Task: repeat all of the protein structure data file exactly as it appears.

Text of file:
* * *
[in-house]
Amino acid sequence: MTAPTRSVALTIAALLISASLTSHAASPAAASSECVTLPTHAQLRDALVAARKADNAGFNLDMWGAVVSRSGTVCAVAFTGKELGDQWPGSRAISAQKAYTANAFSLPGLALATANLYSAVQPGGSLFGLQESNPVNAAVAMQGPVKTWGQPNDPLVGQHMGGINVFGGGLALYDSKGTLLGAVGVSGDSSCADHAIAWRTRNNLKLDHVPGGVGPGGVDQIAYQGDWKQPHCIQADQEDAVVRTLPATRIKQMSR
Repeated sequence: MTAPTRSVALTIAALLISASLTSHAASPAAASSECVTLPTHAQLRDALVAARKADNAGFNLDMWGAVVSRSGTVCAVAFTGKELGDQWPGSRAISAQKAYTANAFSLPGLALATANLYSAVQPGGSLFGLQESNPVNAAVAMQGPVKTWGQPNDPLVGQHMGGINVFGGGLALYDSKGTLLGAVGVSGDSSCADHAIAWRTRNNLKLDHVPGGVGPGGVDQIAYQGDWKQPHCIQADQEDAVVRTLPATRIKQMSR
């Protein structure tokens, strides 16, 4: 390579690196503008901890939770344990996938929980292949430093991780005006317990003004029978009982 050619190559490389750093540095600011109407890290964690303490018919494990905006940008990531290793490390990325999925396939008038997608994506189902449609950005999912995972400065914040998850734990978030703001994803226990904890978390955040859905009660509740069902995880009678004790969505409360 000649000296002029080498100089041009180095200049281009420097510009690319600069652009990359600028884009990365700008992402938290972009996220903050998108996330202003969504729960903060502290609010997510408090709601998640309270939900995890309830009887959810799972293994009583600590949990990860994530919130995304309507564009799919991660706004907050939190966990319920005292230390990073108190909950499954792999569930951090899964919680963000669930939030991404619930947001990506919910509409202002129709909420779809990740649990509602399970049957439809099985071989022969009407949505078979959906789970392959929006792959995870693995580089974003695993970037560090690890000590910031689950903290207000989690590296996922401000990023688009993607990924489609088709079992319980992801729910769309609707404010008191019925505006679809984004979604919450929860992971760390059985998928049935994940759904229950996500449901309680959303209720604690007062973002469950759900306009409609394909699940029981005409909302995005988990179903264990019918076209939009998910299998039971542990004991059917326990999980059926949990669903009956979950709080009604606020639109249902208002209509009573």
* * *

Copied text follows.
[in-house]
Amino acid sequence: MTAPTRSVALTIAALLISASLTSHAASPAAASSECVTLPTHAQLRDALVAARKADNAGFNLDMWGAVVSRSGTVCAVAFTGKELGDQWPGSRAISAQKAYTANAFSLPGLALATANLYSAVQPGGSLFGLQESNPVNAAVAMQGPVKTWGQPNDPLVGQHMGGINVFGGGLALYDSKGTLLGAVGVSGDSSCADHAIAWRTRNNLKLDHVPGGVGPGGVDQIAYQGDWKQPHCIQADQEDAVVRTLPATRIKQMSR
Repeated sequence: MTAPTRSVALTIAALLISASLTSHAASPAAASSECVTLPTHAQLRDALVAARKADNAGFNLDMWGAVVSRSGTVCAVAFTGKELGDQWPGSRAISAQKAYTANAFSLPGLALATANLYSAVQPGGSLFGLQESNPVNAAVAMQGPVKTWGQPNDPLVGQHMGGINVFGGGLALYDSKGTLLGAVGVSGDSSCADHAIAWRTRNNLKLDHVPGGVGPGGVDQIAYQGDWKQPHCIQADQEDAVVRTLPATRIKQMSR
């Protein structure tokens, strides 16, 4: 390579690196503008901890939770344990996938929980292949430093991780005006317990003004029978009982 050619190559490389750093540095600011109407890290964690303490018919494990905006940008990531290793490390990325999925396939008038997608994506189902449609950005999912995972400065914040998850734990978030703001994803226990904890978390955040859905009660509740069902995880009678004790969505409360 000649000296002029080498100089041009180095200049281009420097510009690319600069652009990359600028884009990365700008992402938290972009996220903050998108996330202003969504729960903060502290609010997510408090709601998640309270939900995890309830009887959810799972293994009583600590949990990860994530919130995304309507564009799919991660706004907050939190966990319920005292230390990073108190909950499954792999569930951090899964919680963000669930939030991404619930947001990506919910509409202002129709909420779809990740649990509602399970049957439809099985071989022969009407949505078979959906789970392959929006792959995870693995580089974003695993970037560090690890000590910031689950903290207000989690590296996922401000990023688009993607990924489609088709079992319980992801729910769309609707404010008191019925505006679809984004979604919450929860992971760390059985998928049935994940759904229950996500449901309680959303209720604690007062973002469950759900306009409609394909699940029981005409909302995005988990179903264990019918076209939009998910299998039971542990004991059917326990999980059926949990669903009956979950709080009604606020639109249902208002209509009573």